Your browser is out-of-date!

Update your browser to view this website correctly. Update my browser now


Mackie DL1608 Mixer Review

A flexible handheld device built for iPad control.

Mackie DL1608 Mixer Review

Sep 19, 2012 10:43 AM,
By John McJunkin

A flexible handheld device built for iPad control.

The unfulfilled pop culture promise of 40 to 60 years ago, that we’ll all be going to work in flying cars by now, is a popular Internet meme. Indeed, it appears that flying cars are still decades away, but other magical technologies have appeared—the unbelievable stuff of dreams that would have made us faint dead away just 20 years ago. Among these is the idea of remotely adjusting every parameter of a complex mixing console wirelessly with a sophisticated walk-around handheld controller. It didn’t happen overnight—it’s been cooking on the back burner for 10 or 15 years now—but what has emerged in the past year or two is near universal access to this technology. Go back five to 10 years, and only ultra-sophisticated systems on high-end tours and the very finest performance venues had this capability. Mackie have brought this technology right down into the pro-sumer domain with its new DL1608 mixer. As of this writing, there is no other sub-$1000 mixer that can be controlled remotely by pad or tablet, but expect an explosion of such mixers over the next year. I will even go out on a limb to predict that within 3 years, every digital console available from every manufacturer will have the capacity for remote control from hand-held touch-screen devices, whether those devices are integrated into the hardware, or used as a virtual duplicate.

The DL1608 itself is not actually a complete mixer. It’s one half of a two-part system—the I/O and digital audio engine that handles all the input, output, and processing of your signals. The other half of the system is the iPad that you provide to control the system. The space on the mixer that would normally be occupied by faders, buttons, knobs, and metering is an open space on the DL1608, ready to accept your iPad. And it does accept any iPad, from the first generation to the very latest. In order to use a first generation iPad, a tray insert must be removed in order to accommodate the slightly different physical attributes of the early device. At the left of the open space is a stop that features a dock connector, with pins just like the one that plugs into your iPad for charging and syncing. As a matter of fact, the DL1608 actually does charge the battery in the iPad. Once the iPad is slid into place, a “PadLock” is slid in to the right of the iPad and screwed down, effectively locking the iPad in place. Aside from charging, the other purpose of the connection is to facilitate recording of the mixer’s L-R main bus by the iPad, and also playback of any audio from the iPad. During my initial examination of the mixer, I noted an apparent oversight: the lack of stereo RCA inputs to accommodate an external CD player or iPod or iPad. I was then struck by the notion that audio from the iPad can probably be streamed directly, and was pleased to discover that my instincts were correct.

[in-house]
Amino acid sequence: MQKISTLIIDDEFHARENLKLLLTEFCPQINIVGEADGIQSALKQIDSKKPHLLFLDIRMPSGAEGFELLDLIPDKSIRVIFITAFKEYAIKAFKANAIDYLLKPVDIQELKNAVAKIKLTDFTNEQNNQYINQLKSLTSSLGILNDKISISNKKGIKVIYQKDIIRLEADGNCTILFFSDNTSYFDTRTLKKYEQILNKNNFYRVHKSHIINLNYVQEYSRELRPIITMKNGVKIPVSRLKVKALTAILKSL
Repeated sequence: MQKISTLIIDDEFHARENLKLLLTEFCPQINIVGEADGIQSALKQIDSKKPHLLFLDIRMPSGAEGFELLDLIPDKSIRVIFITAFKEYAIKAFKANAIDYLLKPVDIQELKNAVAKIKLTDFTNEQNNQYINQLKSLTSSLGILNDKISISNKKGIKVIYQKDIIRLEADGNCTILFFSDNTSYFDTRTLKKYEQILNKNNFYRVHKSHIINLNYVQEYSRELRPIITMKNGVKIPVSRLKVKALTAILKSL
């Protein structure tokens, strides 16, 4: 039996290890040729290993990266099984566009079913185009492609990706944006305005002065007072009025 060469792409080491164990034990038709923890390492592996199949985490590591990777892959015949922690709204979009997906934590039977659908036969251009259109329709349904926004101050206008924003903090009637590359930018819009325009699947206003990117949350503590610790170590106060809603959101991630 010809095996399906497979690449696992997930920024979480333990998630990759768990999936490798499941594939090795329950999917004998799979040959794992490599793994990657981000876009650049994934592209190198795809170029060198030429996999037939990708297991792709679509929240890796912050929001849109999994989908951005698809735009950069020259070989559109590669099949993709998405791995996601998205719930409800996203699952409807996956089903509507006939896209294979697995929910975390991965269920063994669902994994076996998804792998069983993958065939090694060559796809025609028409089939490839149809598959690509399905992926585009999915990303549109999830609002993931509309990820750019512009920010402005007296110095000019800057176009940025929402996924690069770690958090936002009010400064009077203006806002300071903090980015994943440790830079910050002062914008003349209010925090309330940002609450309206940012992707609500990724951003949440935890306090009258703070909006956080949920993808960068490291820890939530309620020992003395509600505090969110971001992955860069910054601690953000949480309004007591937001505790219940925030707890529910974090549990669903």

Above the DL1608’s iPad space are 17 identical knobs, 16 LEDs, and a 1/4in. headphone output jack. The rightmost knob controls output level for the headphones, while the other 16, arrayed in two rows of eight, determine input gain for each of the mixer’s 16 channels. The LEDs indicate the status of the input level— green shows the presence of a usable signal, and red indicates clipping. Continuing “over the top of the hill” to the downward-sloping I/O panel on the rear of the mixer, we find 16 inputs, the first 12 of which are standard XLR mic-level inputs, and the last four are the specialized inputs that can accommodate either XLR or 1/4in. plugs (balanced or unbalanced, in this case). There are also two XLR outputs representing the main outputs of the mixer, and six 1/4in jacks representing the mixer’s auxiliary outputs. To their left is a recessed space in the vertical plane on the extreme rear of the mixer. This space features an RJ-45 Ethernet jack used to connect the mixer to a Wi-Fi router, facilitating wireless walk-around control. There’s also a barrel connector power inlet with a screw-on outer ring to secure power. The only other notable features on the mixer’s rear panel are two rocker switches: one for power, the other for 48V phantom power.

1 2Next

Mackie DL1608 Mixer Review

Sep 19, 2012 10:43 AM,
By John McJunkin

A flexible handheld device built for iPad control.

Clearly the physical mixer half of the system is very simple compared with other 16-input mixers. The reason for this is something I’ve dreamt for a long time—a computer-based GUI representing the entirety of the mixer’s controls. As we noted earlier, the control of consoles by computer GUI is nothing new, but the DL1608 leverages the genius of the iPad to arrive at a much simpler system that is accessible to pro-sumer level users. The Master Fader app for the iPad does indeed grant complete control over every parameter of the mixer with the notable exception of input gain and phantom power. Upon powering up the system, the iPad informed me that a firmware change was necessary to use the system with the first generation iPad I had (a very quick and hands-off operation), and much appreciated. In many systems, there is a necessary search through error numbers and a download of firmware, patches, and/or drivers. In this case, it just resolved the issue autonomously.